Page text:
Cholecalciferol is formed nonenzymically in the skin by UV irradiation of 7-dehydrocholesterol, as shown in Figure 3.2. 7-Dehydrocholesterol is an
HO v calciol (cholecalciferol) Figure 3.2. Synthesis of calciol from 7-dehydrocholesterol in the skin.
intermediate in the synthesis of cholesterol that accumulates in the skin, but not other tissues. It is synthesized in the sebaceous glands, secreted onto the surface of the skin, and then absorbed into the epidermis. It is found throughout the epidermis and dermis, with the highest concentration per unit surface area in the stratum basale and stratum spinosum, which therefore have the highest capacity for cholecalciferol synthesis. One of the possible causes of vitamin D deficiency in the elderly, in addition to low exposure to sunlight, is an age-dependent decrease in the concentration of 7-dehydrocholesterol in the epidermis - hence a reduction in the capacity for endogenous cholecalciferol synthesis.
On exposure to UV light, 7-dehydrocholesterol undergoes photolysis, with cleavage of the B-ring and inversion of the A-ring, to yield precalciferol (pre-vitamin D or tacalciol). The peak wavelength for this photolysis is 296.5 nm; for practical purposes, the useful range of solar radiation is the UV-B range, between 290 nm (the lowest wavelength transmitted by ozone) and 320 nm. At 310 nm, however, the yield of precalciferol is only 1% of that at 296.5 nm. Precalciferol undergoes thermal isomerization to cholecalciferol. This is a slow process; at 37° C, there is 50% isomerization within 48 hours, and, after 4 days, equilibrium is reached in vitro with about 83% cholecalciferol. In vivo, isomerization is somewhat more rapid because the equilibrium is shifted by the removal of cholecalciferol bound to plasma vitamin D binding protein.
As discussed in Section 3.6.1, excess oral vitamin D results inhypercalcemia; toxicity is associated with plasma concentrations of calcidiol above 400 nmol perL. However, evenexcessiveexposuretosunlightdoesnotresultinvitaminD intoxication, and the plasma concentration of calcidiol does not rise above 100 to 200 nmol per L. During prolonged UV irradiation of the skin, the concentration of precalciferol does not rise above 10% to 15% of the initial concentration of 7-dehydrocholesterol. This is because photolysis of 7-dehydrocholesterol is reversible; light-catalyzed closure of the B-ring can result in formation of either 7-dehydrocholesterol or lumisterol, in which the 19-methyl group has the opposite configuration. In addition, precalciferol undergoes photoisomer-ization to tachysterol, which is biologically inactive; and cholecalciferol is also sensitive to photodegradation, yielding 5,6-frans-cholecalciferol and biologically inactive suprasterols. There is no evidence that the cutaneous synthesis of cholecalciferol is regulated by vitamin D status, and the administration of calcitriol has no effect on the increase in serum calcidiol after exposure to UV irradiation. Because of both the slow isomerization of precalciferol to chole-calciferol and photoisomerization to inactive compounds, skin pigmentation seems not to affect the total amount of cholecalciferol formed to any significant extent.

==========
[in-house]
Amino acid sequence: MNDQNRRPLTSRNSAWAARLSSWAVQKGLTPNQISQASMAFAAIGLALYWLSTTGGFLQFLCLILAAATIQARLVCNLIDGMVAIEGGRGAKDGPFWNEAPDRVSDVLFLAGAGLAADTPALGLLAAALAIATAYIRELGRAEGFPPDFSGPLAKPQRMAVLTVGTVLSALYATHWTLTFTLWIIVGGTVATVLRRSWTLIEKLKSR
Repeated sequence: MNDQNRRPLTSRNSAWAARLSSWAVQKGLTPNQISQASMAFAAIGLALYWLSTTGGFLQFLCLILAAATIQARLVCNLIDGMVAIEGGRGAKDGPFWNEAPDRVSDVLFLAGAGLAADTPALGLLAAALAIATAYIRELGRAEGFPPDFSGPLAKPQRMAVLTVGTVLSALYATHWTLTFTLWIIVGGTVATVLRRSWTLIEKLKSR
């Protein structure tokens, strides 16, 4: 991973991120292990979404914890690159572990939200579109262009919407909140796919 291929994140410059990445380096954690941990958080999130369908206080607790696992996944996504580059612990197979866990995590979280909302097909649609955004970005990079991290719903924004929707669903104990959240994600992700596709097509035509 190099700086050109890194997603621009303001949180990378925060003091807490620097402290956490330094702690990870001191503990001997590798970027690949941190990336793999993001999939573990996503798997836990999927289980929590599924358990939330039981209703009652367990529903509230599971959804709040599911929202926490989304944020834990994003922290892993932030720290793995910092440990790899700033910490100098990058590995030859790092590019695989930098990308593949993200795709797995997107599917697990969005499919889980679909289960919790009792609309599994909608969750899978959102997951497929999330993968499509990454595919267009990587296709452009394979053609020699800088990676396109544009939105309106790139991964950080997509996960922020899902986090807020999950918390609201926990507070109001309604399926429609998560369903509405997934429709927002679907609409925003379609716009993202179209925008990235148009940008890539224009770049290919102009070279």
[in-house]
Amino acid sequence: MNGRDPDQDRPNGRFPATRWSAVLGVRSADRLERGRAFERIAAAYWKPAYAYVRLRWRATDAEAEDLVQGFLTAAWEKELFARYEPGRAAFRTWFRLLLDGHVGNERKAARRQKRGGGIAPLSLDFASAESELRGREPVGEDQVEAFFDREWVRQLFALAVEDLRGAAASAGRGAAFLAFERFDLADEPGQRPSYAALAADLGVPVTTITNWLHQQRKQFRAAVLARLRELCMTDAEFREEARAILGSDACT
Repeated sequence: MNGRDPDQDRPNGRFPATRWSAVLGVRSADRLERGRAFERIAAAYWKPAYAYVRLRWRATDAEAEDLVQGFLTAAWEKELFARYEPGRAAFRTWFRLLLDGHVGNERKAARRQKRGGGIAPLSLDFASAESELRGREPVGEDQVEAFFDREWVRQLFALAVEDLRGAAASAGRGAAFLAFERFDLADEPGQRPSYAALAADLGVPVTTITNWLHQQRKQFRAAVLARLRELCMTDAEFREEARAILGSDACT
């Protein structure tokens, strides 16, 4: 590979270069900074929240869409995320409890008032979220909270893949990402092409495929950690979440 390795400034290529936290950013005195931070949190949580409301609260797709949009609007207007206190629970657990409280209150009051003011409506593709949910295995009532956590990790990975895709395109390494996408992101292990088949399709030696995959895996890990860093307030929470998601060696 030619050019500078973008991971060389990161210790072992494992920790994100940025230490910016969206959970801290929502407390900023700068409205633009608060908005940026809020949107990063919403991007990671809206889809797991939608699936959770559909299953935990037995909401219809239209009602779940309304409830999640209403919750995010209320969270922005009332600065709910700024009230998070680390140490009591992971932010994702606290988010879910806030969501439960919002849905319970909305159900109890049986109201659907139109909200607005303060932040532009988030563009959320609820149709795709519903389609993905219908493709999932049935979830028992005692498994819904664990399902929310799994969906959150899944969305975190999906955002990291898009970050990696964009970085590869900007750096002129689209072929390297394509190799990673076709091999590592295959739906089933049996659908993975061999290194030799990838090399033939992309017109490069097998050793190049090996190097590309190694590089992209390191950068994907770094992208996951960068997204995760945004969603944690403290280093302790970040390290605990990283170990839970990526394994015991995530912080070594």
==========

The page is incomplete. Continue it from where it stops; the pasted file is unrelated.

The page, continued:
Sunlight is not strictly essential for cutaneous synthesis of cholecalciferol, because UV-B penetrates clouds reasonably well; complete cloud cover reduces the available intensity by about 50%. It also penetrates light clothing. However, low-intensity irradiation (below 20 mJ per cm2 in vitro) does not result in significant photolysis of 7-dehydrocholesterol to previtamin D. Acute whole-body exposure to UV-B irradiation below 18 mJ per cm2 does not result in any detectable increase in plasma cholecalciferol or calcidiol. In temperate regions (beyond about 40°N or S), the intensity of UV-B is below this threshold in winter, so there is unlikely to be any significant cutaneous synthesis of the vitamin in winter, and plasma concentrations of calcidiol show a marked seasonal variation in temperate regions (Holick, 1995; see Table 3.2).
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